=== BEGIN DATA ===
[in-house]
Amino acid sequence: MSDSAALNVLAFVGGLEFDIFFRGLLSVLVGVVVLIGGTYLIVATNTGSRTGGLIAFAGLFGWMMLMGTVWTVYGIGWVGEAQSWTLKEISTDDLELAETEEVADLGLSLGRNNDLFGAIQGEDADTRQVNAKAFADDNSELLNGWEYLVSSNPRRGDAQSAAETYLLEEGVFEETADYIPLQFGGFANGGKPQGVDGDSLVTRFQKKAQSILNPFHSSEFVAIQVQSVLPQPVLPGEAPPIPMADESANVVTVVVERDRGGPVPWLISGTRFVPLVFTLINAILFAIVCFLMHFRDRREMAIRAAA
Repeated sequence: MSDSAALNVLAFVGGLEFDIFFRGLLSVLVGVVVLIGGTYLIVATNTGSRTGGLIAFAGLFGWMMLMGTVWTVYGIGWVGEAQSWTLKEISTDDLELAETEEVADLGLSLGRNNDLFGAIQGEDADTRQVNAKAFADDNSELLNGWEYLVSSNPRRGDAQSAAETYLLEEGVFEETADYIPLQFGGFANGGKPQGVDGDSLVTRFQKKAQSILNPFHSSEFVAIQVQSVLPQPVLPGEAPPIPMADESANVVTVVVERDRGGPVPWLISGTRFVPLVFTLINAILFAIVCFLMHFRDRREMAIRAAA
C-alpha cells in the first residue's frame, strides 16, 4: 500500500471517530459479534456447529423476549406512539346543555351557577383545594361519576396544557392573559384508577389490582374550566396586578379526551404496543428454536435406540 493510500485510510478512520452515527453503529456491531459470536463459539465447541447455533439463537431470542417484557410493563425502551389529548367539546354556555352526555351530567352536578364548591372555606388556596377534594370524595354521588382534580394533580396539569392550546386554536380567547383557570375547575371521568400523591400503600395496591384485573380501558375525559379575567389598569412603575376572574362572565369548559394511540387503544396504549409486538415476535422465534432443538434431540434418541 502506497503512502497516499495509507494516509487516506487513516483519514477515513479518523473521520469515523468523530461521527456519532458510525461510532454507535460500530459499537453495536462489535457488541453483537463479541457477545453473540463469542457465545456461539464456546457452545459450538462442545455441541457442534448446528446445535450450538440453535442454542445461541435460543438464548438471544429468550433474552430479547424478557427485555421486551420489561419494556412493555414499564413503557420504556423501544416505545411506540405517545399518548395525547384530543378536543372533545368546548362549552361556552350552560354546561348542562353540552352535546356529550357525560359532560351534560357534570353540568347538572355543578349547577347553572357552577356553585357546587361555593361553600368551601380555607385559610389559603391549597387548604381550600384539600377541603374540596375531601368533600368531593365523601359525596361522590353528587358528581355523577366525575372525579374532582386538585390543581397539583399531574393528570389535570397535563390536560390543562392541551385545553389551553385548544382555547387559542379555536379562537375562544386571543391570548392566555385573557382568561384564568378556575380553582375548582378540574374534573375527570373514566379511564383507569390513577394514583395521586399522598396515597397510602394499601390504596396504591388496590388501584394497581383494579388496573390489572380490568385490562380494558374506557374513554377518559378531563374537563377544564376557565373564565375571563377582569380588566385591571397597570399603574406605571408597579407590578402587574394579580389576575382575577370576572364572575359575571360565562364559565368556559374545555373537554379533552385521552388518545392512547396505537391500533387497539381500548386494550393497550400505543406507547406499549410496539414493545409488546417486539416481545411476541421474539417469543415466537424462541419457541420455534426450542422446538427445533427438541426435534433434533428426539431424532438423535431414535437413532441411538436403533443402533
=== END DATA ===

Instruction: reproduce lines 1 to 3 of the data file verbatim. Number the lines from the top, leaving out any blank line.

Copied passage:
[in-house]
Amino acid sequence: MSDSAALNVLAFVGGLEFDIFFRGLLSVLVGVVVLIGGTYLIVATNTGSRTGGLIAFAGLFGWMMLMGTVWTVYGIGWVGEAQSWTLKEISTDDLELAETEEVADLGLSLGRNNDLFGAIQGEDADTRQVNAKAFADDNSELLNGWEYLVSSNPRRGDAQSAAETYLLEEGVFEETADYIPLQFGGFANGGKPQGVDGDSLVTRFQKKAQSILNPFHSSEFVAIQVQSVLPQPVLPGEAPPIPMADESANVVTVVVERDRGGPVPWLISGTRFVPLVFTLINAILFAIVCFLMHFRDRREMAIRAAA
Repeated sequence: MSDSAALNVLAFVGGLEFDIFFRGLLSVLVGVVVLIGGTYLIVATNTGSRTGGLIAFAGLFGWMMLMGTVWTVYGIGWVGEAQSWTLKEISTDDLELAETEEVADLGLSLGRNNDLFGAIQGEDADTRQVNAKAFADDNSELLNGWEYLVSSNPRRGDAQSAAETYLLEEGVFEETADYIPLQFGGFANGGKPQGVDGDSLVTRFQKKAQSILNPFHSSEFVAIQVQSVLPQPVLPGEAPPIPMADESANVVTVVVERDRGGPVPWLISGTRFVPLVFTLINAILFAIVCFLMHFRDRREMAIRAAA